United to fly Houston-Chicago on Solazyme biofuel

Sun Nov 6, 2011 12:19pm EST

A logo is pictured on a wall during a news conference announcing the merger between Continental Airlines and United Airlines in New York, May 3, 2010.   REUTERS/Shannon Stapleton

A logo is pictured on a wall during a news conference announcing the merger between Continental Airlines and United Airlines in New York, May 3, 2010.

Credit: Reuters/Shannon Stapleton

(Reuters) - United Airlines, the world's largest air carrier, will make the first U.S. commercial flight using an "advanced biofuel" on Monday, algae-based biofuel maker Solazyme Inc (SZYM.O) said.

The flight from Houston to Chicago will take the Boeing (BA.N) 737-800 from the former home city of Continental Airlines to the base of United, which took over Continental last year to form United Continental Holdings Inc (UAL.N).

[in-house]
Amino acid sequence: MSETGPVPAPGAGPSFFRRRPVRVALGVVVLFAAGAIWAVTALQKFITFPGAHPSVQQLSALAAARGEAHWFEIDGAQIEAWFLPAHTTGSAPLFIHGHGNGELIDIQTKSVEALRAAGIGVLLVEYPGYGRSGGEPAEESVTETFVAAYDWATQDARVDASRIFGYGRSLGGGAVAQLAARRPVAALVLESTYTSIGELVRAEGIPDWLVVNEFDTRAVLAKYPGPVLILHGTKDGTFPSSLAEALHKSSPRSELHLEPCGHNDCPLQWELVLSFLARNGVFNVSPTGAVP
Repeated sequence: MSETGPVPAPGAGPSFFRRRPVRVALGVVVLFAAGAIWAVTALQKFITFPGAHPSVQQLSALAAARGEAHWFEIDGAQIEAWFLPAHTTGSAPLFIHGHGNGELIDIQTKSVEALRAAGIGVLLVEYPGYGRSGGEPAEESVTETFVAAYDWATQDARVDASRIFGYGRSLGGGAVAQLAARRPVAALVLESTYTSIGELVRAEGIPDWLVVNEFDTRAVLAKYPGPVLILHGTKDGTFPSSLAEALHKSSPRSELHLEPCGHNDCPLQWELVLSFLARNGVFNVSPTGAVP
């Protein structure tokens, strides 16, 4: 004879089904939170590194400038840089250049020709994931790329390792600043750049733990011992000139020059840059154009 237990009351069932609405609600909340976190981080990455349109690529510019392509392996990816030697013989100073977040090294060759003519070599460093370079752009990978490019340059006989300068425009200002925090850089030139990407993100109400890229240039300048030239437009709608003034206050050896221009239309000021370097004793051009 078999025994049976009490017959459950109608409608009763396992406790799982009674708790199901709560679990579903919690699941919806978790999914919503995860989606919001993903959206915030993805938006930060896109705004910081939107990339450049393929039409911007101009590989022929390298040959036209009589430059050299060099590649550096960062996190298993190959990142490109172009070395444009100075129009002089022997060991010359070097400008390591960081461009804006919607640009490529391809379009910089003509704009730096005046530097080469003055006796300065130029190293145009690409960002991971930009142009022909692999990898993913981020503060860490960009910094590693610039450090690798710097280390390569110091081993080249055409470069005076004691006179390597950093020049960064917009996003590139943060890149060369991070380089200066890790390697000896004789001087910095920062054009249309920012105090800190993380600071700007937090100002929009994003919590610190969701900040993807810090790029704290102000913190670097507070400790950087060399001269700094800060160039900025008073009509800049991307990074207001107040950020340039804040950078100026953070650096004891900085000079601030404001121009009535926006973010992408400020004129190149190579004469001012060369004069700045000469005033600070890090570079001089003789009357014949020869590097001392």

The Solajet fuel blend includes 60 percent petroleum-based jet fuel and 40 percent biofuel, Solazyme said.

Shares of South San Francisco-based Solazyme were floated on Nasdaq in May, but have nearly halved in value since then as prospects for its industry have dimmed along with the broader economy, given its reliance on government funding. (Reporting by Braden Reddall in San Francisco; Editing by Gary Hill)

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